Two months before the reopening of Los Cabos International Convention Center, Rodrigo Esponda, managing director of Los Cabos Tourism Board, is welcoming a new travel advisory system and related map released by the U.S. State Department. The new four-tier rating is designed to be easier to understand, and more nuanced.
Countries rated Level 1 are places to “exercise normal precautions” and Level 4 as “do not travel.”
Reasons for advisories can be as diverse as widespread violence to terrorism, natural disasters or health risks. Esponda points out that the Level 2 Travel Advisory issued for most of Mexico calls for exercise of increased caution and contains no restrictions for travel in Baja California Sur, which includes the tourist areas of Cabo San Lucas, San Jose del Cabo and La Paz.
The classification comes five months after a travel warning was issued last August for those vacation destinations in the aftermath of a gang shooting, a warning that did not seem to impact decisions to visit—the destination posted an 18 percent increases in hotel occupancy. Over the same period, Los Cabos added 550 new rooms and continued to host massive events, including Los Cabos Open of Tennis ATP 250 and the Los Cabos Film Festival.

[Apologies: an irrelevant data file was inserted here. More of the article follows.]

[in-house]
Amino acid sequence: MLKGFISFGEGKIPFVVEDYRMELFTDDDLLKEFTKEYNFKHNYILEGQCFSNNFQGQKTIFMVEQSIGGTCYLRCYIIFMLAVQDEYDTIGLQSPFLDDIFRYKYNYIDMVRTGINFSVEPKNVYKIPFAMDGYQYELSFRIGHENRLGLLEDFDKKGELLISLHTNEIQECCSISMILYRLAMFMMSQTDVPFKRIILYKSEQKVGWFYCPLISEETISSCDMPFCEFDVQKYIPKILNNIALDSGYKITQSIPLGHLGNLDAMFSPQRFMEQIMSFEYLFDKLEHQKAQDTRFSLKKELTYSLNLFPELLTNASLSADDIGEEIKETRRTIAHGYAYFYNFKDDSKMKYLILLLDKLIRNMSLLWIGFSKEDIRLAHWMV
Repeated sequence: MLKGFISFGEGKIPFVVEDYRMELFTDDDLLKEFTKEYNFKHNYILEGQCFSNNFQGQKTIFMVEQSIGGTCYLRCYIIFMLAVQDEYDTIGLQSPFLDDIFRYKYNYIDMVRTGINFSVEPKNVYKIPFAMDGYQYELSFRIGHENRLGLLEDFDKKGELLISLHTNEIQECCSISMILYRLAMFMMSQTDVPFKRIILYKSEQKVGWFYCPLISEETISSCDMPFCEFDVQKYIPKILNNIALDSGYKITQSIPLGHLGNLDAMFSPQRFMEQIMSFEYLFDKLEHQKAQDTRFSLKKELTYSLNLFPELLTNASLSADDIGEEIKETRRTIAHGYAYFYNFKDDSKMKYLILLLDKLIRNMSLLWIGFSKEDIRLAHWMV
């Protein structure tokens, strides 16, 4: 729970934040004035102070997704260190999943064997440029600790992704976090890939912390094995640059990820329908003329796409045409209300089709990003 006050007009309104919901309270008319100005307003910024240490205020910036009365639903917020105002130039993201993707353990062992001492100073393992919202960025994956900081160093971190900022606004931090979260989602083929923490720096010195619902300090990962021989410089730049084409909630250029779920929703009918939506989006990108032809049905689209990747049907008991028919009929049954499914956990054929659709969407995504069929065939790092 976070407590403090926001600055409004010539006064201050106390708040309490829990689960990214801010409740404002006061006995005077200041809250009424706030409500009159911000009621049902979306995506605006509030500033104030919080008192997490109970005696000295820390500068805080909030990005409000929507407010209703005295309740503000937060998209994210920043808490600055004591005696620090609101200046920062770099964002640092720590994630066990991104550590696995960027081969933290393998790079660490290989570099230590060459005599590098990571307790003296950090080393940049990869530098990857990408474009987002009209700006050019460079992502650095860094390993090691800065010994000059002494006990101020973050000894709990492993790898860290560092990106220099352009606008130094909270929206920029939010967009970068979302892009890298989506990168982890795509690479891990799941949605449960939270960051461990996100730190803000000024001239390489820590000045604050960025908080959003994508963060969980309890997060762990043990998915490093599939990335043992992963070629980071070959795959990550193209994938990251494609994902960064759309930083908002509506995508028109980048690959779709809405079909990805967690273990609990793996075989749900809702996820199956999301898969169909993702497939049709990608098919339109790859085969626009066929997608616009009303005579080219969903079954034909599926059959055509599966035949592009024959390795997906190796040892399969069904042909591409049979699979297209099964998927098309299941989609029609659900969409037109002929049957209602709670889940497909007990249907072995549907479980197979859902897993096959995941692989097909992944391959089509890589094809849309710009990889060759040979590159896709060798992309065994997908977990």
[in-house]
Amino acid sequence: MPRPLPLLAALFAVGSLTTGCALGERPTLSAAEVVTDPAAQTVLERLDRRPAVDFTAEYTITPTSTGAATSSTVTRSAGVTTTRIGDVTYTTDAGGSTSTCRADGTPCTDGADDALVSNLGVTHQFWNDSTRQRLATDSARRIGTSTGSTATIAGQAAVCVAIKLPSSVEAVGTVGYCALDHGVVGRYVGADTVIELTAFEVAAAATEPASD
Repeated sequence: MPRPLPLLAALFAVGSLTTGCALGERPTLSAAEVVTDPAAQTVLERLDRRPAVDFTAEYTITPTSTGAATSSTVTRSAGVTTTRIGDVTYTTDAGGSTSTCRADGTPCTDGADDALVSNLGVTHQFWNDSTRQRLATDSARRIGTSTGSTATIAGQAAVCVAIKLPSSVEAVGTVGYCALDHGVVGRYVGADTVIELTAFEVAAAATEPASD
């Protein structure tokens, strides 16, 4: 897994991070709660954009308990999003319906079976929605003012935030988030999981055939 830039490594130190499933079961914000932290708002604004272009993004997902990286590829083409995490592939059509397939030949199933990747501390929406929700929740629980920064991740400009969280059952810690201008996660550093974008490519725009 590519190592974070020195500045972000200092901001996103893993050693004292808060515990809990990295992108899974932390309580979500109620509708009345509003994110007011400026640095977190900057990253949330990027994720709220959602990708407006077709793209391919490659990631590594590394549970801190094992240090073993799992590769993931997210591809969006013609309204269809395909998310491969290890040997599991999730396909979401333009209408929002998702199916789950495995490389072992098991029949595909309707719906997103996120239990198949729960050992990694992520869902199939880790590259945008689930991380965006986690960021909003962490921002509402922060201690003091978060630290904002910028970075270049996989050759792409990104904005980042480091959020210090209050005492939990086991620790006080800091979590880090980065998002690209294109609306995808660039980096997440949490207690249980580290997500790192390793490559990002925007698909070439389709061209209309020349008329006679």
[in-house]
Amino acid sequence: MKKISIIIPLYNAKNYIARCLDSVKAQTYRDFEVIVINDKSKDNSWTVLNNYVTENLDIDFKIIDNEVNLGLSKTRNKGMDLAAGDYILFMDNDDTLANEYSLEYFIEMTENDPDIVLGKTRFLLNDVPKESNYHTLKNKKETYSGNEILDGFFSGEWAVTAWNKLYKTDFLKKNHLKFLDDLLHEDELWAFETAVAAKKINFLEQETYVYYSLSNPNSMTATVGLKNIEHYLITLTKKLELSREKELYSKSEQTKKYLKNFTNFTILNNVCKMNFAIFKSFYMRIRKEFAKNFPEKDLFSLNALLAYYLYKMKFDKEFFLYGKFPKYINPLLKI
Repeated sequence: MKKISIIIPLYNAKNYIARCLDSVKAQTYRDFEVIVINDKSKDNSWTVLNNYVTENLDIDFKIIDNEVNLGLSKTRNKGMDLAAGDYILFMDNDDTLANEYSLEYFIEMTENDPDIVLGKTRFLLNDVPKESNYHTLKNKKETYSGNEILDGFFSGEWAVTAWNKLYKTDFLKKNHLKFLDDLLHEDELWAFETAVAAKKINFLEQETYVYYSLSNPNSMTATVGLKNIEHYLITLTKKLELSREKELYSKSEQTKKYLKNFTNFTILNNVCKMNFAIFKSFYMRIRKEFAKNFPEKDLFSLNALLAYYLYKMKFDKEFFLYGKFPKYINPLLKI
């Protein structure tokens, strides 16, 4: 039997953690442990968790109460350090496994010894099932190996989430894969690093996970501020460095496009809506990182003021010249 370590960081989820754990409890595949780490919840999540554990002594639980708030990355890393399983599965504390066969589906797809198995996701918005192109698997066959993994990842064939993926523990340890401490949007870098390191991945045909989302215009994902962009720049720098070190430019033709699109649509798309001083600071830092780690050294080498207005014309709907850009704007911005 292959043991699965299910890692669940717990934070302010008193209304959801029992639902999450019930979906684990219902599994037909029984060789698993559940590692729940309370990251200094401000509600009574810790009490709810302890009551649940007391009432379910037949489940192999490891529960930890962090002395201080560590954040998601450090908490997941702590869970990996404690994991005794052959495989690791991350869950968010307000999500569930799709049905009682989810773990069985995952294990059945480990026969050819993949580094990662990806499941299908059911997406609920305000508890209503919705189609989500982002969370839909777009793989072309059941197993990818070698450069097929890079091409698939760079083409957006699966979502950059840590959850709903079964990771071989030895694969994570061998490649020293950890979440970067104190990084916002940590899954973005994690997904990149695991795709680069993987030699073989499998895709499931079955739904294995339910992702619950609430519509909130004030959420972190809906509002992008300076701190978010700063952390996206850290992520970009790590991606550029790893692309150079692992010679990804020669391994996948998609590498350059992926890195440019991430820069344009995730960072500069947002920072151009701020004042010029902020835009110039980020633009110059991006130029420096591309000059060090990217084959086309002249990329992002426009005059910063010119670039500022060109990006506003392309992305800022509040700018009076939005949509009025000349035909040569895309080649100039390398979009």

Los Cabos is the fastest-growing area in Mexico, and 1.8 million of its 2.4 million visitors a year come from its neighbor to the north. Thus, reassuring U.S. planners that their attendees will be safe is a priority for Esponda. This is particularly true now that the 72,000-square-foot convention center is scheduled for a March opening, after being cleaned up and updated in the wake of a 2013 hurricane. Also set for ribbon cuttings in 2018 are a new 122-guest room Montage Los Cabos, a 115-guest room Zadun, a Ritz-Carlton Reserve property, a 1,000-acre Four Seasons Resort and Residences Los Cabos at Costa Palmas, a 200-guest room Nobu Hotel Los Cabos and a 639-room Hard Rock Hotel Los Cabos. In total, 3,800 new rooms are expected between 2017 and 2021, and Los Cabos International Airport (SJD) will open a new terminal this year.
Esponda calls the decision by the U.S. to issue a Level 2 Advisory “a recognition of the work the public and private sector has done to keep people safe.” A five-point security action plan developed in 2017 for Los Cabos includes formation of a rapid-response network for hotels, airports, transportation and the government. It also features an expanded surveillance system, with more than 200 cameras in tourist areas, including downtown, and plans for a Mexican Marine Corps base nearby. More than $47 million was invested last year to increase security.
Five other Mexican states—Colima, Guerrero, Michoacan, Sinaloa and Tamaulipas—are listed as “do not travel” areas, due to organized crime activity.
All advisory levels warn there is risk in any international travel, and that conditions can change at any time. To stay up to date or search the advisory listings for specific countries, planners can receive updated travel advisories through the Smart Traveler Enrollment Program (STEP).
Recommended Security Precautions in Mexico
- Use toll roads when possible and avoid driving at night
- Exercise increased caution when visiting local bars, nightclub and casinos
- Do not display signs of wealth, such as expensive watches or jewelry
- Be extra vigilant when visiting banks or ATMs